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The best alternatives to wrapping paper for 2021

The best alternatives to wrapping paper for 2021

A lot of commercially-available Christmas wrapping paper contains plastic (in the form of embellishments or glitter) or foil. These look pretty, but sadly render the paper unrecyclable. We’re so lucky that in 2021, we have a huge range of recyclable, upcycled, DIY and reusable wrapping paper options available. We’ve listed some of our top alternatives to wrapping paper for 2021. Which is your favourite?

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Eco-friendly wrapping paper alternatives for 2021

Let’s get wrapping! Here are our top alternatives to wrapping paper for 2021.

The best wrapping paper alternative is what you already have

Yes, we have listed some alternatives to wrapping paper here that can be bought. However, it’s important to note that the most sustainable option (for most things, not just wrapping paper) is to use what you already have.

Here are a few things you might have around the house that can be used as wrapping paper for this year’s Christmas presents:

  1. Wrapping paper. Hang on, aren’t we trying to avoid using wrapping paper? Well, yes. But using standard wrapping paper that you already have in the house is still a more sustainable option than buying something. Just be mindful of how you dispose of it – even if you put embellished or decorated paper in your recycling bin, it will not be recycled.
  2. Pillowcases or sheets. Using bed sheets is a great way to wrap larger presents that would usually require huge amounts of wrapping paper. Pillowcases are excellent makeshift gift bags and are much quicker than wrapping too!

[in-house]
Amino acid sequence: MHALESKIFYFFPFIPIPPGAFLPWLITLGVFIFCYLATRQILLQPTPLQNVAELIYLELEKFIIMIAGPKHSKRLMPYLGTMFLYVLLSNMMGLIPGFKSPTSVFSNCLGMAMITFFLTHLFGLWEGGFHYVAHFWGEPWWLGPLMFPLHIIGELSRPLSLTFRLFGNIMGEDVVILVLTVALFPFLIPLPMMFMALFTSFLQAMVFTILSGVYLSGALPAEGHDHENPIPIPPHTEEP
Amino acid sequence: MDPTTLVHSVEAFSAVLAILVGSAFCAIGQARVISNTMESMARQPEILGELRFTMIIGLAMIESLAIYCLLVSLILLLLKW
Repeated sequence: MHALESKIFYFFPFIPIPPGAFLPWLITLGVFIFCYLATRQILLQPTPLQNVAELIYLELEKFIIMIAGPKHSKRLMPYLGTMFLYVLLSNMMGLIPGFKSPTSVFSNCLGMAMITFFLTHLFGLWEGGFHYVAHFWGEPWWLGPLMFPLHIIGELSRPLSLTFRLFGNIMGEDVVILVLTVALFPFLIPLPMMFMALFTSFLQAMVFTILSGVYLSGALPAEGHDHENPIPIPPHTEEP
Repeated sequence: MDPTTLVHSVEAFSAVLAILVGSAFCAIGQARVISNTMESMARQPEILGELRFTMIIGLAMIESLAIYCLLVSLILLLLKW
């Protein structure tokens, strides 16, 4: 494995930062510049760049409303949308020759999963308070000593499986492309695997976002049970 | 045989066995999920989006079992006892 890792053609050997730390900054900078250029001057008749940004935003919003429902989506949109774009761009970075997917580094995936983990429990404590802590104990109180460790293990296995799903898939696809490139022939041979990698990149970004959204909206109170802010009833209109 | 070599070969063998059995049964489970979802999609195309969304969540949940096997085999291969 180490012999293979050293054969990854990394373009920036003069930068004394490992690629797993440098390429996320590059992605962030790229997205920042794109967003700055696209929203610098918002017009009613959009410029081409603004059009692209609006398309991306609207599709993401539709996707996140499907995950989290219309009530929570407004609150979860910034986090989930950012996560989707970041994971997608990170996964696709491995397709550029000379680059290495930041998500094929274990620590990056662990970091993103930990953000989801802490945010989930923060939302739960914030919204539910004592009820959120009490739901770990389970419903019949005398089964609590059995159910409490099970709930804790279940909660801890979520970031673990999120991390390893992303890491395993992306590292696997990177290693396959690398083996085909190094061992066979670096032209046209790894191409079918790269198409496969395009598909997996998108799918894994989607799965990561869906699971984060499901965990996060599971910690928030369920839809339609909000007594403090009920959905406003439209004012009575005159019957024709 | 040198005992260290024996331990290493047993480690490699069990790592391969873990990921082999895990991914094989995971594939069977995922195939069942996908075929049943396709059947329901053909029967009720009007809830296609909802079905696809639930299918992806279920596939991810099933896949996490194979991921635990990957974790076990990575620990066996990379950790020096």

3. Scarves. Lots of scarves come in a variety of patterns and colours so are perfect for using as wraps in place of wrapping paper.
  4. Delivery packaging. In this era of ordering everything online, most of us have some delivery boxes or packaging lying around, waiting to be recycled. Before you pop them in the recycling bin, why not give them one last special job and use them to package up your Christmas presents?
  5. Used gift bags. If you’ve saved any gift bags from last Christmas or from any birthdays over the course of the year, grab them! Not only is re-using old gift bags a great sustainable option, it’s also way less fiddly than using
  6. Muslin cloths & blankets. If you have a baby or young children, you might have some muslin cloths or blankets around the house that would be perfect for wrapping your Christmas gifts. 
  7. Newspaper or magazines. In our Christmas with Impact post last year, Ailuna team member Justina recycled her wedding magazines to wrap her Christmas presents. You can do this with any newspapers or magazines you have at home. Tied with string or recycled ribbon, newspaper-wrapped presents look lovely under the tree, too.

A gift wrapped in a page from a magazine - a great alternative to wrapping paper

 

Other alternatives to traditional wrapping paper

If you don’t have anything suitable already, here are a few alternatives to commercially-produced wrapping paper that we love for 2021.

PriPri – reusable Furoshiki wraps made from upcyled Indian saris